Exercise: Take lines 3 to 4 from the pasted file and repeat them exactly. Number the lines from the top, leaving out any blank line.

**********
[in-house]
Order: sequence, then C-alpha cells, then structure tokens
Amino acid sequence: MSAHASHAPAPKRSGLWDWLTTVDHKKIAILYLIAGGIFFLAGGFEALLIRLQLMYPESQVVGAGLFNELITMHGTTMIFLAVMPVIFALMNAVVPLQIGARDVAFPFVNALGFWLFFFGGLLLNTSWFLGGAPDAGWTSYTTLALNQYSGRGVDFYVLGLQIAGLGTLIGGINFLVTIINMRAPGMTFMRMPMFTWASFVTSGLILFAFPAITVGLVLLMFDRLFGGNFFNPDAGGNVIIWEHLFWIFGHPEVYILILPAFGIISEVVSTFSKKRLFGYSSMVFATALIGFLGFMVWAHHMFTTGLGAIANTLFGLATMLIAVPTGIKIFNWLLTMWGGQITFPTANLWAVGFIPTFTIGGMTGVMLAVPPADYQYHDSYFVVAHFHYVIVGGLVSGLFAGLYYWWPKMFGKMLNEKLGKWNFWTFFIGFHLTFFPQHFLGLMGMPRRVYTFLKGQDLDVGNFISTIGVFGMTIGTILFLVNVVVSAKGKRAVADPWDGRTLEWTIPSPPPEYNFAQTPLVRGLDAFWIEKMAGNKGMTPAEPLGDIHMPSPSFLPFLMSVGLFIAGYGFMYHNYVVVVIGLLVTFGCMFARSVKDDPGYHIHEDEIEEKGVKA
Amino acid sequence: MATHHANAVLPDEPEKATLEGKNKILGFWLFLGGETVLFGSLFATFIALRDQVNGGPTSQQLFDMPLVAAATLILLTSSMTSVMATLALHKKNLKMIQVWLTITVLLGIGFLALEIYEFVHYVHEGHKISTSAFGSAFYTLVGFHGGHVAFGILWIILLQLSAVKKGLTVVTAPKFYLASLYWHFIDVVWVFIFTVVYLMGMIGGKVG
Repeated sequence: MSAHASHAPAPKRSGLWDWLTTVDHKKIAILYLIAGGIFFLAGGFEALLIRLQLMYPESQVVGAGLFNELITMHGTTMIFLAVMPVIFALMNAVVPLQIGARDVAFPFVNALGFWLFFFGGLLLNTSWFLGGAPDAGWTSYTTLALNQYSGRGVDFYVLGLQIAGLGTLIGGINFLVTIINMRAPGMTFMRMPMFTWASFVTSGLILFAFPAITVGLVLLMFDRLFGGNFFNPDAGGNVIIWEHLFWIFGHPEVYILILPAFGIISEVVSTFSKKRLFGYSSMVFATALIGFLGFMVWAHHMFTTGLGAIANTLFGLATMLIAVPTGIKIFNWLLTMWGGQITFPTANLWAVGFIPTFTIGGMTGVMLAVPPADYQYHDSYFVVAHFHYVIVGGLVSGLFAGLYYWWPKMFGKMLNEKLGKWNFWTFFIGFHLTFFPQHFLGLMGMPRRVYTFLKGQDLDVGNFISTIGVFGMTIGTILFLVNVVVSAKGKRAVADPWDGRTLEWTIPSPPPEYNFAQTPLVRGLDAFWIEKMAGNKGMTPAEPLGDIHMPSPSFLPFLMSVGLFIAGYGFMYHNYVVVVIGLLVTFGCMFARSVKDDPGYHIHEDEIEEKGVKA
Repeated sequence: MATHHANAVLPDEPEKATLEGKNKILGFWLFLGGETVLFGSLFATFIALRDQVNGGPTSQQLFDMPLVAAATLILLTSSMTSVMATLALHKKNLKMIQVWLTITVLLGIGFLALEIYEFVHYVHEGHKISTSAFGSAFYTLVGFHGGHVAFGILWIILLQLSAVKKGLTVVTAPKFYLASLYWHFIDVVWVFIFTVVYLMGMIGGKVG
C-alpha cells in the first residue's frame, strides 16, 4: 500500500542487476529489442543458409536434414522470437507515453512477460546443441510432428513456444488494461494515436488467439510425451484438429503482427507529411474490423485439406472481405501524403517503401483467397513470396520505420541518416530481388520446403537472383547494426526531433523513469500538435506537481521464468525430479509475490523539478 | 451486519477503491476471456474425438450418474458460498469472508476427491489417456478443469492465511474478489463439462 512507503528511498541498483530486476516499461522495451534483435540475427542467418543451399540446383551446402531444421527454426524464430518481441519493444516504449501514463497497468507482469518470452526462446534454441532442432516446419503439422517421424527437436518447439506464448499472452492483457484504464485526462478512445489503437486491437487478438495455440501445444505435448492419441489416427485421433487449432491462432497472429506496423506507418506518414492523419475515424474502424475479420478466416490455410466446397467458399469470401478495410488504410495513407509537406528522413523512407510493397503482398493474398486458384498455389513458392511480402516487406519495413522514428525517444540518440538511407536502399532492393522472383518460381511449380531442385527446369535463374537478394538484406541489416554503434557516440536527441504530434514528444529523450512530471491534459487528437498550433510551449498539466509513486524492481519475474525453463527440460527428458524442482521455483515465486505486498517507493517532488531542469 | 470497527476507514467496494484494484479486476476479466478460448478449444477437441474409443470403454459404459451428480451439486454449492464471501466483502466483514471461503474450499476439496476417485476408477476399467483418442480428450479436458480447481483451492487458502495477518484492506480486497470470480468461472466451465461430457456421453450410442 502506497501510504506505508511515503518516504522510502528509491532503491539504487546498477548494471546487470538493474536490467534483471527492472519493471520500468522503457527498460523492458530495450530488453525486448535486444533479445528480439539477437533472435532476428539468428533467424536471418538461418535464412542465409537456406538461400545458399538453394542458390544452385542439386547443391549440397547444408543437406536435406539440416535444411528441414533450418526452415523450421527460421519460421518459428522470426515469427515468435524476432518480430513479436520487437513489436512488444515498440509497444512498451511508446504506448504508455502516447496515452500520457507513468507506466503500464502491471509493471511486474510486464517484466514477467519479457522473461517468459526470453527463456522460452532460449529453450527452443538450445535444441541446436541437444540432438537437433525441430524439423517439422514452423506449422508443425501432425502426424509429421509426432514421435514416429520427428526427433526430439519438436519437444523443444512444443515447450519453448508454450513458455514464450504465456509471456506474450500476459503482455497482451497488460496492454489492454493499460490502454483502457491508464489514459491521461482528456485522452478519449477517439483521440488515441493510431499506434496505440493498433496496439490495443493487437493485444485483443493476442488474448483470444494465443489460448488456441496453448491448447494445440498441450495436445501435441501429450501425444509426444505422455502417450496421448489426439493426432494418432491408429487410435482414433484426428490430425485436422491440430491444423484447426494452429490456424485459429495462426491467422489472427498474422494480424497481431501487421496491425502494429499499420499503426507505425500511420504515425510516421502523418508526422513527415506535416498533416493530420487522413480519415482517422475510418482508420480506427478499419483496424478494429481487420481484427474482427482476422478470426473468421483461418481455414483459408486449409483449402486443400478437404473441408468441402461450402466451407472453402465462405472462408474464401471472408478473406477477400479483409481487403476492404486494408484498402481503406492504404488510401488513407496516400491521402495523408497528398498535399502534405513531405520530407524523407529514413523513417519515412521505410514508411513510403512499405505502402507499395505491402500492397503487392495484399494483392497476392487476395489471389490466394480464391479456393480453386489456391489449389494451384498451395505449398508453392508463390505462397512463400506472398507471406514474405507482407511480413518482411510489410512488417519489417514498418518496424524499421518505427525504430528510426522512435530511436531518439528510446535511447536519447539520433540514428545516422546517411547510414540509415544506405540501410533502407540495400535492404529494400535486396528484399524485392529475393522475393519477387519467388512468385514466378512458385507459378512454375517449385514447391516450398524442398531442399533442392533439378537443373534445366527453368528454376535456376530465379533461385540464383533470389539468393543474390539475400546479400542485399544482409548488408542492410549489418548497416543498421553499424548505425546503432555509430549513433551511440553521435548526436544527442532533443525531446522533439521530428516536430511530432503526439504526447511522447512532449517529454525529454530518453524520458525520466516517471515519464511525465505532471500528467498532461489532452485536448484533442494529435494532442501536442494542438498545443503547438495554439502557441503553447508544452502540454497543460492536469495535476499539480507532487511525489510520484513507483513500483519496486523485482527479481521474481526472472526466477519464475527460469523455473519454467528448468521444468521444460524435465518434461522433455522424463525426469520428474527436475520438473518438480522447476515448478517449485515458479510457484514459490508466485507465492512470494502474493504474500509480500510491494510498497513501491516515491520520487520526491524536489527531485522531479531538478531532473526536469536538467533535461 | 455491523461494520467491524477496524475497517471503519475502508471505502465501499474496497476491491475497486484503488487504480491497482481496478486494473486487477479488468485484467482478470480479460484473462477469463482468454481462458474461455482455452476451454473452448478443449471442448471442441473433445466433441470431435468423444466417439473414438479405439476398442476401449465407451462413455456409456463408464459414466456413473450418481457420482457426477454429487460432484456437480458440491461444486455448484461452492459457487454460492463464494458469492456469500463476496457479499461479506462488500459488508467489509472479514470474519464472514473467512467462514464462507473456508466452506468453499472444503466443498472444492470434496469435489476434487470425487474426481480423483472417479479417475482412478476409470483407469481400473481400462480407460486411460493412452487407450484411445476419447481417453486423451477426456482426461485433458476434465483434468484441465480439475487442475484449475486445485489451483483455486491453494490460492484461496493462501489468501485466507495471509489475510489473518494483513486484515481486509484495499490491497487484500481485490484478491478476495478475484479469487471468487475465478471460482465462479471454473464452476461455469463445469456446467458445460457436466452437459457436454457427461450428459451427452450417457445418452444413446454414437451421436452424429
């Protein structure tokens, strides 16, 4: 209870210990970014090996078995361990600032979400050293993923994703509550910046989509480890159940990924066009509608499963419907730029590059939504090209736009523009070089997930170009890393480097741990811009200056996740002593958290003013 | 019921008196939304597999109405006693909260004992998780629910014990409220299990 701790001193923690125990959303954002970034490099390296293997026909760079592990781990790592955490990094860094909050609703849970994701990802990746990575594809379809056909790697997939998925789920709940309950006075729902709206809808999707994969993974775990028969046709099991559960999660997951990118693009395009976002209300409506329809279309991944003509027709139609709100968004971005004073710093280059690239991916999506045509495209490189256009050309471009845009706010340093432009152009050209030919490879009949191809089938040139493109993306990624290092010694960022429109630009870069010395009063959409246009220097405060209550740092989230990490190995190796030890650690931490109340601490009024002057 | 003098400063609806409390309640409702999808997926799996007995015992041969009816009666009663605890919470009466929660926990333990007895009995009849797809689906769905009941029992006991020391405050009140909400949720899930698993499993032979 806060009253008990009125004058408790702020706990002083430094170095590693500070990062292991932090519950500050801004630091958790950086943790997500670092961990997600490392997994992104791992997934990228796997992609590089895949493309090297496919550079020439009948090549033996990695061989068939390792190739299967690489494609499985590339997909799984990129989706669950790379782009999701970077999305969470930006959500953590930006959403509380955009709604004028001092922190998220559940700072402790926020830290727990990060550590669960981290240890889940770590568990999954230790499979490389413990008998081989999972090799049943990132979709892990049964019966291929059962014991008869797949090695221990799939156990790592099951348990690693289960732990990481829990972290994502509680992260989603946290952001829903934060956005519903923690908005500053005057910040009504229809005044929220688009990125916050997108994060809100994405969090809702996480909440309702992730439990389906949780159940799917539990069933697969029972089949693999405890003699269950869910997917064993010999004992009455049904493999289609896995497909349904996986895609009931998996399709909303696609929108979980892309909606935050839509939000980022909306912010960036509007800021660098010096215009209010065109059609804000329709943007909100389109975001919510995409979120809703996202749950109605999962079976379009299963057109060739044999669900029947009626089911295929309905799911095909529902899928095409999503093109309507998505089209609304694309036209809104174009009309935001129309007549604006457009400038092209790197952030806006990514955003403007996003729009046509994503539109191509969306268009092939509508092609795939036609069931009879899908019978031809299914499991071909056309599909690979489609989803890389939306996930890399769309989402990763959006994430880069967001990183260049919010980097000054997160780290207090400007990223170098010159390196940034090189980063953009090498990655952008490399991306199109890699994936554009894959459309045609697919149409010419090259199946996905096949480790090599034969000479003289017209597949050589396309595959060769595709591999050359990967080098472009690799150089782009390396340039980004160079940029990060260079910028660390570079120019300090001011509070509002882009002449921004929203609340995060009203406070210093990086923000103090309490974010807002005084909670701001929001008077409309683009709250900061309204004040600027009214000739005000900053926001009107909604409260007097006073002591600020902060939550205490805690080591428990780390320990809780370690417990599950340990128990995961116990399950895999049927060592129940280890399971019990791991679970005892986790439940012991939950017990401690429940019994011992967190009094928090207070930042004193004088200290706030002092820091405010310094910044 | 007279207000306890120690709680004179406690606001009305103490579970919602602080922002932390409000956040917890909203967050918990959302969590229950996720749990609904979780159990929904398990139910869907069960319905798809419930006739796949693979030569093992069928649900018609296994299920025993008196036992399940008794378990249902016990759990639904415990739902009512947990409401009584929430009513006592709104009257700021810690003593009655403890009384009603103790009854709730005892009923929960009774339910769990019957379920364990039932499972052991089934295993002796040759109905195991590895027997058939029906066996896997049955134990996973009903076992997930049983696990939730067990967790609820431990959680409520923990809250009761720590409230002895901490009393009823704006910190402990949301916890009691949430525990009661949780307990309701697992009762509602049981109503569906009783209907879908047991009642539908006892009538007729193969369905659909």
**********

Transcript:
Amino acid sequence: MSAHASHAPAPKRSGLWDWLTTVDHKKIAILYLIAGGIFFLAGGFEALLIRLQLMYPESQVVGAGLFNELITMHGTTMIFLAVMPVIFALMNAVVPLQIGARDVAFPFVNALGFWLFFFGGLLLNTSWFLGGAPDAGWTSYTTLALNQYSGRGVDFYVLGLQIAGLGTLIGGINFLVTIINMRAPGMTFMRMPMFTWASFVTSGLILFAFPAITVGLVLLMFDRLFGGNFFNPDAGGNVIIWEHLFWIFGHPEVYILILPAFGIISEVVSTFSKKRLFGYSSMVFATALIGFLGFMVWAHHMFTTGLGAIANTLFGLATMLIAVPTGIKIFNWLLTMWGGQITFPTANLWAVGFIPTFTIGGMTGVMLAVPPADYQYHDSYFVVAHFHYVIVGGLVSGLFAGLYYWWPKMFGKMLNEKLGKWNFWTFFIGFHLTFFPQHFLGLMGMPRRVYTFLKGQDLDVGNFISTIGVFGMTIGTILFLVNVVVSAKGKRAVADPWDGRTLEWTIPSPPPEYNFAQTPLVRGLDAFWIEKMAGNKGMTPAEPLGDIHMPSPSFLPFLMSVGLFIAGYGFMYHNYVVVVIGLLVTFGCMFARSVKDDPGYHIHEDEIEEKGVKA
Amino acid sequence: MATHHANAVLPDEPEKATLEGKNKILGFWLFLGGETVLFGSLFATFIALRDQVNGGPTSQQLFDMPLVAAATLILLTSSMTSVMATLALHKKNLKMIQVWLTITVLLGIGFLALEIYEFVHYVHEGHKISTSAFGSAFYTLVGFHGGHVAFGILWIILLQLSAVKKGLTVVTAPKFYLASLYWHFIDVVWVFIFTVVYLMGMIGGKVG